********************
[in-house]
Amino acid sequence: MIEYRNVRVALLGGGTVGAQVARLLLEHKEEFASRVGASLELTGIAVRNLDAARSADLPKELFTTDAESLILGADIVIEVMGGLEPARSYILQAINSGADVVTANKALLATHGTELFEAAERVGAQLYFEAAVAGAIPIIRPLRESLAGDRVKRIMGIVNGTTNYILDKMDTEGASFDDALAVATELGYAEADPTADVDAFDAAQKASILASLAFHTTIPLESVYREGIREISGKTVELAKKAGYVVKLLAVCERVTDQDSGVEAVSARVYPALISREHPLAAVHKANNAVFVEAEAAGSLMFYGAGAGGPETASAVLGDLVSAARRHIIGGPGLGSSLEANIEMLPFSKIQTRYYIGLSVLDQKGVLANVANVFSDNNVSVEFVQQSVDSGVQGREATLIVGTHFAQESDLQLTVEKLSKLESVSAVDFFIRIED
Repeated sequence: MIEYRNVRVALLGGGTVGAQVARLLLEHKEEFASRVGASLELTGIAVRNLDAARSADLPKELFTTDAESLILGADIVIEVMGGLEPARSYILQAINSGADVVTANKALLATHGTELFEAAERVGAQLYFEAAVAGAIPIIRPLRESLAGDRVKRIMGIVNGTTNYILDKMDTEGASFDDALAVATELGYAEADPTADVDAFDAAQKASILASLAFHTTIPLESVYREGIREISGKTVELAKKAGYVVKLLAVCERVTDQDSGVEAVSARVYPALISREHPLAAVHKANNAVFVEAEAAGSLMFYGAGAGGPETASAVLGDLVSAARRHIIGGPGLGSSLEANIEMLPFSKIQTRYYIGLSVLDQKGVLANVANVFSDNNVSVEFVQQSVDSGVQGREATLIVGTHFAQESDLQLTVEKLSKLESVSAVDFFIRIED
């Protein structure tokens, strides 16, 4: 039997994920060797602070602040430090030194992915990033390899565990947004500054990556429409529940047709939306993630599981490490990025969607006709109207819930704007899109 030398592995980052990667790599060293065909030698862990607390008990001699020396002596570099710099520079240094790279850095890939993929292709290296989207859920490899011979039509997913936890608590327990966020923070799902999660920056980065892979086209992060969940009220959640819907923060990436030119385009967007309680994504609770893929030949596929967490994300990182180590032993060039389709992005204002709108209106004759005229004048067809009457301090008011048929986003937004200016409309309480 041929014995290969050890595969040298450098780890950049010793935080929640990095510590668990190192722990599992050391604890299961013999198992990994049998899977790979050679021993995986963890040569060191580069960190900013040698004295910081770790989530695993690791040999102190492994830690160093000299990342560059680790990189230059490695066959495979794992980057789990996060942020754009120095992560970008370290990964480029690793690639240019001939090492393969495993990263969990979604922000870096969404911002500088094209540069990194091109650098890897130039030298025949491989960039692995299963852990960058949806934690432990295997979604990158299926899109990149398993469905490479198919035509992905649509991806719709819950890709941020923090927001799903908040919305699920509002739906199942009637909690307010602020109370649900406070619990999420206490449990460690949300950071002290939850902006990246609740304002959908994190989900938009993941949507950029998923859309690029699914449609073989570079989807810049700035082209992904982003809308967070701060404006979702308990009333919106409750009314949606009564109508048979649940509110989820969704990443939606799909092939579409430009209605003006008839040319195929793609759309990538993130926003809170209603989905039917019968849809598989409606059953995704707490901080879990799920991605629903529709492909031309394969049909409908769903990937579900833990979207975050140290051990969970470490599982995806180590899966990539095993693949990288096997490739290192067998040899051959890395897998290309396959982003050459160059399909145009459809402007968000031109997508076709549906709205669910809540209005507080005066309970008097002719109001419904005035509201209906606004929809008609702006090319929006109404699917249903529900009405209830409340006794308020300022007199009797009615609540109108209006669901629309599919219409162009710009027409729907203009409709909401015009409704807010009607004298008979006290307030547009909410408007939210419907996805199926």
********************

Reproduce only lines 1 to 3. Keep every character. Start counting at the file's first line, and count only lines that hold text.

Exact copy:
[in-house]
Amino acid sequence: MIEYRNVRVALLGGGTVGAQVARLLLEHKEEFASRVGASLELTGIAVRNLDAARSADLPKELFTTDAESLILGADIVIEVMGGLEPARSYILQAINSGADVVTANKALLATHGTELFEAAERVGAQLYFEAAVAGAIPIIRPLRESLAGDRVKRIMGIVNGTTNYILDKMDTEGASFDDALAVATELGYAEADPTADVDAFDAAQKASILASLAFHTTIPLESVYREGIREISGKTVELAKKAGYVVKLLAVCERVTDQDSGVEAVSARVYPALISREHPLAAVHKANNAVFVEAEAAGSLMFYGAGAGGPETASAVLGDLVSAARRHIIGGPGLGSSLEANIEMLPFSKIQTRYYIGLSVLDQKGVLANVANVFSDNNVSVEFVQQSVDSGVQGREATLIVGTHFAQESDLQLTVEKLSKLESVSAVDFFIRIED
Repeated sequence: MIEYRNVRVALLGGGTVGAQVARLLLEHKEEFASRVGASLELTGIAVRNLDAARSADLPKELFTTDAESLILGADIVIEVMGGLEPARSYILQAINSGADVVTANKALLATHGTELFEAAERVGAQLYFEAAVAGAIPIIRPLRESLAGDRVKRIMGIVNGTTNYILDKMDTEGASFDDALAVATELGYAEADPTADVDAFDAAQKASILASLAFHTTIPLESVYREGIREISGKTVELAKKAGYVVKLLAVCERVTDQDSGVEAVSARVYPALISREHPLAAVHKANNAVFVEAEAAGSLMFYGAGAGGPETASAVLGDLVSAARRHIIGGPGLGSSLEANIEMLPFSKIQTRYYIGLSVLDQKGVLANVANVFSDNNVSVEFVQQSVDSGVQGREATLIVGTHFAQESDLQLTVEKLSKLESVSAVDFFIRIED